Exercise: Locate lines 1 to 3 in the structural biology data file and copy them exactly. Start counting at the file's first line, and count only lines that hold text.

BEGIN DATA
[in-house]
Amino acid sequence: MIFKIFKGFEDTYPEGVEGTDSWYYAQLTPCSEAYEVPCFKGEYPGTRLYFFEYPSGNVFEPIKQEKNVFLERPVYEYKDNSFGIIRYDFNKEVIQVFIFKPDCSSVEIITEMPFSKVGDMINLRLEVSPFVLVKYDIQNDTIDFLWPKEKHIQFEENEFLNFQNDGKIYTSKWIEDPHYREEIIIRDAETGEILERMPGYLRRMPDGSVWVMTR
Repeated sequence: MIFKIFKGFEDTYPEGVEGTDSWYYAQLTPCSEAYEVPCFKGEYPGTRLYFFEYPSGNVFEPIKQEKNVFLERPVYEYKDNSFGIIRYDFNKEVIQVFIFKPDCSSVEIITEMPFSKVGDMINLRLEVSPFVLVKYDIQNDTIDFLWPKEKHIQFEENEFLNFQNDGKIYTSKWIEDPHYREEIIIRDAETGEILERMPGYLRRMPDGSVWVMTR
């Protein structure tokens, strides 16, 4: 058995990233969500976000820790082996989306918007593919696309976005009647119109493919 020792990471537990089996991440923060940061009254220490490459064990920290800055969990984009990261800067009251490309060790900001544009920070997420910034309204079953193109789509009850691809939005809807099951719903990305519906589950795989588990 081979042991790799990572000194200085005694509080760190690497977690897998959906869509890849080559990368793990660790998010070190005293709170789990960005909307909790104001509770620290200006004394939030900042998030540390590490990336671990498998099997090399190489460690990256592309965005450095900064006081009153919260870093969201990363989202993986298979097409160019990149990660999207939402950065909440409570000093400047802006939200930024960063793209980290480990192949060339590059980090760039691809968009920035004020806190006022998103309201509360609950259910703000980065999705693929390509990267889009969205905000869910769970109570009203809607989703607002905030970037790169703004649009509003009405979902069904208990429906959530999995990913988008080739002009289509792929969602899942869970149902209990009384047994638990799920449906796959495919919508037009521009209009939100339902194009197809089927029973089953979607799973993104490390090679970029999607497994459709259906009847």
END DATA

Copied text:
[in-house]
Amino acid sequence: MIFKIFKGFEDTYPEGVEGTDSWYYAQLTPCSEAYEVPCFKGEYPGTRLYFFEYPSGNVFEPIKQEKNVFLERPVYEYKDNSFGIIRYDFNKEVIQVFIFKPDCSSVEIITEMPFSKVGDMINLRLEVSPFVLVKYDIQNDTIDFLWPKEKHIQFEENEFLNFQNDGKIYTSKWIEDPHYREEIIIRDAETGEILERMPGYLRRMPDGSVWVMTR
Repeated sequence: MIFKIFKGFEDTYPEGVEGTDSWYYAQLTPCSEAYEVPCFKGEYPGTRLYFFEYPSGNVFEPIKQEKNVFLERPVYEYKDNSFGIIRYDFNKEVIQVFIFKPDCSSVEIITEMPFSKVGDMINLRLEVSPFVLVKYDIQNDTIDFLWPKEKHIQFEENEFLNFQNDGKIYTSKWIEDPHYREEIIIRDAETGEILERMPGYLRRMPDGSVWVMTR